This one is very personal, and I don’t think it’s really going to be of interest to anyone else, but I couldn’t think of a writing problem to get snobbish about, so here we go.
I may have mentioned this when I started posting it, but The Ferryman’s Apprentice was a big plunge for me. Not just because it was the first piece of work I’d ever really put up for public appraisal. Sure, that was worrying – it was always going to be – but when you got right down to it, that was really the least of my problems.
Without getting into all the backstory, I started to release The Ferryman’s Apprentice as a big test for myself. First, it was marketing practice. I knew that even if I wasn’t going to self-publish (and honestly, at the time I first released The Ferryman’s Apprentice, I was very certain that I wasn’t), I was going to need to know how to market. Second, it was something I could point to and say “That. I did that.” Useful both for writing, and for the freelancing business that I was, at that point, just starting to figure out.
But it represented several things I’d never done before. I would need to know how to edit a WordPress site, for a start. I’d also need to figure out how I was going to spread the word. I started up a couple of social media sites that I’d never used in a professional capacity before.
Most significantly, it was the first time I’d ever written anything in serial format. My whole life, I’ve written long-form fiction intended to be read as a unit, not long-form fiction intended to be read with gaps between sections. And that was the foot I was leading with.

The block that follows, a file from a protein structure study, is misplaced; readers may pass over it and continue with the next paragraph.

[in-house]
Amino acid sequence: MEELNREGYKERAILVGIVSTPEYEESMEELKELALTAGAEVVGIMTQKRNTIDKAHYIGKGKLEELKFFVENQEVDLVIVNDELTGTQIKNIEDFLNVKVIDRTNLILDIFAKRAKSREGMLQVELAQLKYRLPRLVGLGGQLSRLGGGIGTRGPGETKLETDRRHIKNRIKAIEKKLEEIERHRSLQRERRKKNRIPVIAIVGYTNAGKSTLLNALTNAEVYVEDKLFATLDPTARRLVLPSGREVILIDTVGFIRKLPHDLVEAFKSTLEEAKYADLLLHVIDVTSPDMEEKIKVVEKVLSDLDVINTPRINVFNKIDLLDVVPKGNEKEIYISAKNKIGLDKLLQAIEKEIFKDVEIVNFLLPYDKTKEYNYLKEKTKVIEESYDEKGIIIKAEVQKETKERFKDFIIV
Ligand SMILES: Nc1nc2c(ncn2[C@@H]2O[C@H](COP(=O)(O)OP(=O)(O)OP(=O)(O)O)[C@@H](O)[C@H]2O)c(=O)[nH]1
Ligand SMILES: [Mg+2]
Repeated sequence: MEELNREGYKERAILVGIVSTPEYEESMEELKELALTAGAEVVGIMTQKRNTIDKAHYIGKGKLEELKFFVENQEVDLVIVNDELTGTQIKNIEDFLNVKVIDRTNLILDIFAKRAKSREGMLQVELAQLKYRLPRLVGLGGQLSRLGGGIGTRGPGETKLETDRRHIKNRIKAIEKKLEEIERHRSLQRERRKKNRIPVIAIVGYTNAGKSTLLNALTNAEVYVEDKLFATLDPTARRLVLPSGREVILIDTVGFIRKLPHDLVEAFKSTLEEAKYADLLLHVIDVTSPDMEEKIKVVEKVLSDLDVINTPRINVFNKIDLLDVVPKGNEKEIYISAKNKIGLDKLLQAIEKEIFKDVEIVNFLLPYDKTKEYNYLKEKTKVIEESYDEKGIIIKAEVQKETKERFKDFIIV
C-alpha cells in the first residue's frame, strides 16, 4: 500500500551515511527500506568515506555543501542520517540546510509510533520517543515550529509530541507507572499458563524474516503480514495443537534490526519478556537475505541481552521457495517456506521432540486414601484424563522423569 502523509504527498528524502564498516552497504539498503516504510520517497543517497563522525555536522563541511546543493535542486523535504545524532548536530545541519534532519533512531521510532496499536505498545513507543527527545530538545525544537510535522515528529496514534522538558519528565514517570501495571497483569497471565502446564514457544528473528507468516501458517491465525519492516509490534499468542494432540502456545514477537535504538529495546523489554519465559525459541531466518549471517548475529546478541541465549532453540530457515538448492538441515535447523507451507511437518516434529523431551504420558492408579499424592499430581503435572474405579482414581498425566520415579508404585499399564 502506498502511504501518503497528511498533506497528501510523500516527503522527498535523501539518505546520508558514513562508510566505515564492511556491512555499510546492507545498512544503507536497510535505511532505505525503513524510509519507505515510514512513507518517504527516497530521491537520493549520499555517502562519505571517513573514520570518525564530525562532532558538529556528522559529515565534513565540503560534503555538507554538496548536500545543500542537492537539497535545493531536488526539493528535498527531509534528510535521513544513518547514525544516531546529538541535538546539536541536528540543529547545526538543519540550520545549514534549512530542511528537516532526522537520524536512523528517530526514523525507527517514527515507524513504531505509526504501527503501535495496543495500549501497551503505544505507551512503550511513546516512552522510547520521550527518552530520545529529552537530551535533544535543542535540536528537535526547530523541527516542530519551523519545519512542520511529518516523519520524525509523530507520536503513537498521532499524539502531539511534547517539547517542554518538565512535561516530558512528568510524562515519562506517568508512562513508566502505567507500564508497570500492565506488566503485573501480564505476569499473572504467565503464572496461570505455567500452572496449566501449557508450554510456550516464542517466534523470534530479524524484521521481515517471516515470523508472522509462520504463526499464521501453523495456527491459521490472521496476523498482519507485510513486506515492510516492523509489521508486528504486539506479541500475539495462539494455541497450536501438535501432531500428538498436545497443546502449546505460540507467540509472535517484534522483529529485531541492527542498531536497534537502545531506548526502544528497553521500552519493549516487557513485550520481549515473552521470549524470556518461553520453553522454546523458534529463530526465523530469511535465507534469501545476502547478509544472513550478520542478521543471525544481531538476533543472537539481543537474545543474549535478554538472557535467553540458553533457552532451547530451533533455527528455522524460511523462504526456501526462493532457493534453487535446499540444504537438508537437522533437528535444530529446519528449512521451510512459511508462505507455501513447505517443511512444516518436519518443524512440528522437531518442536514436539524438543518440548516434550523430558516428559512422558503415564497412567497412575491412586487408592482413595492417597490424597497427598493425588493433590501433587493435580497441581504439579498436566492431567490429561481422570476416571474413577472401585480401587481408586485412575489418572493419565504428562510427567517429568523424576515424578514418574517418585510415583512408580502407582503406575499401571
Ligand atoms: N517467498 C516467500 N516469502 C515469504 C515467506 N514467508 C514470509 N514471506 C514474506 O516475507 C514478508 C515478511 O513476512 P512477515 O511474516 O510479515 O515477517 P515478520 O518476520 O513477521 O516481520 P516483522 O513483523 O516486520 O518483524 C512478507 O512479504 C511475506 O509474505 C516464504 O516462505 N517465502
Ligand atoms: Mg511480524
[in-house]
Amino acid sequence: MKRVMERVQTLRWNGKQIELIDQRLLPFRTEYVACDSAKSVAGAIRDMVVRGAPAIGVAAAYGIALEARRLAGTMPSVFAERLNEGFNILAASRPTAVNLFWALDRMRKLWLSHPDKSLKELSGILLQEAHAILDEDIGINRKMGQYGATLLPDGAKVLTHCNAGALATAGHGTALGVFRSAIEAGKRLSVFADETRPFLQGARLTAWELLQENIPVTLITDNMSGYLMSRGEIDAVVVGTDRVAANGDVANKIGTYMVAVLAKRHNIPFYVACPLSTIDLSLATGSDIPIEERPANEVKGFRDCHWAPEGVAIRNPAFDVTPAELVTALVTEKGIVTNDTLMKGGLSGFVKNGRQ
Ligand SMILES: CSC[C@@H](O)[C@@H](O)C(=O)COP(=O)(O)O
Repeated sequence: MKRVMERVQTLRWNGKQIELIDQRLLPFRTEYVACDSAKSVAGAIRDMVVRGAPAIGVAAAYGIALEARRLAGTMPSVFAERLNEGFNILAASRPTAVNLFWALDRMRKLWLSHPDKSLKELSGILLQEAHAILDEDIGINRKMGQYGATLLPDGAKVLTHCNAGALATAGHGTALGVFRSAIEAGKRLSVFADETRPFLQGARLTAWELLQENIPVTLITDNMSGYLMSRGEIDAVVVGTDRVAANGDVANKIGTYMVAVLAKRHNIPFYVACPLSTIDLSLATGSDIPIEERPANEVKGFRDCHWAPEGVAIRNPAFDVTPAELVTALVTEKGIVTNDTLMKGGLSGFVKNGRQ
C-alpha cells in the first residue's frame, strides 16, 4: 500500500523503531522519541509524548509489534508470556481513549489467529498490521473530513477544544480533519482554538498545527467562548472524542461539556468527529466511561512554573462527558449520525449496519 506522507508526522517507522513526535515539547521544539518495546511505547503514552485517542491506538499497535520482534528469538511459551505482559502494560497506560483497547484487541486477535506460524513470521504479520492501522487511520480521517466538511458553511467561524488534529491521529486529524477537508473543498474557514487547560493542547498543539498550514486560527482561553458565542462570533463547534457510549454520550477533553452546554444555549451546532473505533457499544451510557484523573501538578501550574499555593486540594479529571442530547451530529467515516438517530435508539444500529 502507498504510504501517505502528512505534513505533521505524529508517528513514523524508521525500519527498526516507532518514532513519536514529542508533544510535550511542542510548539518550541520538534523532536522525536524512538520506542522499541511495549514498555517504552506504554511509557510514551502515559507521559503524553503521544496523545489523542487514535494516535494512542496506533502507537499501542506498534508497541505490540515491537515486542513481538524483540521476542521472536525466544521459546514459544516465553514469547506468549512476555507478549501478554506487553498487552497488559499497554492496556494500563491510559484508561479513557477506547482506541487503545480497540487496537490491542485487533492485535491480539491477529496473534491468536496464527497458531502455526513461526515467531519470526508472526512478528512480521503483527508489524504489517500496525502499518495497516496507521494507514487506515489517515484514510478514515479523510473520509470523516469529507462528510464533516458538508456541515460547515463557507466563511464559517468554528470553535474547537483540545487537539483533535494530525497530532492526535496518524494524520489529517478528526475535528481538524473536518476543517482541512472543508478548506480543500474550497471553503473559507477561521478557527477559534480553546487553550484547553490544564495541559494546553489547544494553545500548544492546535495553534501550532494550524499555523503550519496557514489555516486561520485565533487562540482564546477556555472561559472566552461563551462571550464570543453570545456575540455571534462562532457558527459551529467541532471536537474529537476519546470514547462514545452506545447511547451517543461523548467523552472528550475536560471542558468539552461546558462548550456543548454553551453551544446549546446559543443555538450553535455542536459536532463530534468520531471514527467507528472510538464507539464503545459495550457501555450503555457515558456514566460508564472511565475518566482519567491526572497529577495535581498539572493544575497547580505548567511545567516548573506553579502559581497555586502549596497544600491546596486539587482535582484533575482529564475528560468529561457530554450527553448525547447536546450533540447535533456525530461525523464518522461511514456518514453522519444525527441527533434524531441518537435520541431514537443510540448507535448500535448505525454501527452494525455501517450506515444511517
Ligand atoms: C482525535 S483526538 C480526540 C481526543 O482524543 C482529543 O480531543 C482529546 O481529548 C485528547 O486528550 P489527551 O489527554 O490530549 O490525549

Possibly not the wisest move, but then, I’ve always been the sort of person who either never does things for fear of doing them wrong, or dives in without enough planning and just sort of keeps going in the hopes that nothing goes significantly wrong. There’s not really a middle ground of adequate preparation.
I swear there’s a point, and I’m getting to it.
See, I’m corrupted by my English degree, I have an overactive imagination, and I love narratives across media. This is a Bad Combination, at least when it comes to me actually getting things done. When it comes to being a creator, I feel like it will at least lead some interesting places.
I wanted to write this post because I feel like it’s sort of important for people to know in advance. I want to try new things. I want to mess with structure, with chronological order, with characters. I already have a few “wouldn’t it be cool if” ideas knocking around, but unfortunately some of them won’t be out for a while.
Saying things feels a bit like a warning, in some ways. “Warning: Pretentiousness incoming!” And yeah, I’m not going to try and deny that there will probably be some. I mean, if you’ve been reading The Ferryman’s Apprentice, you know already that I love adding unnecessary symbolism. But I will at least try to make sure that my flair for the pretentious doesn’t get in the way of enjoying the stories.
Now – why should this matter to you?
Well, mainly it means that I’m going to be trying a lot of new things.
It means that I’m going to be trying a lot of things that aren’t going to work. But I’m also going to be trying a lot of things that will. And I won’t necessarily know which they are going in. It means I’m going to be calling in other people on a lot of projects, to provide the skills I don’t have.
Hopefully, it means that you’ll have a steady stream of new and interesting content to consume. Hopefully, it means that you won’t be bored.
And hopefully, it will at least mean that my failures are memorable.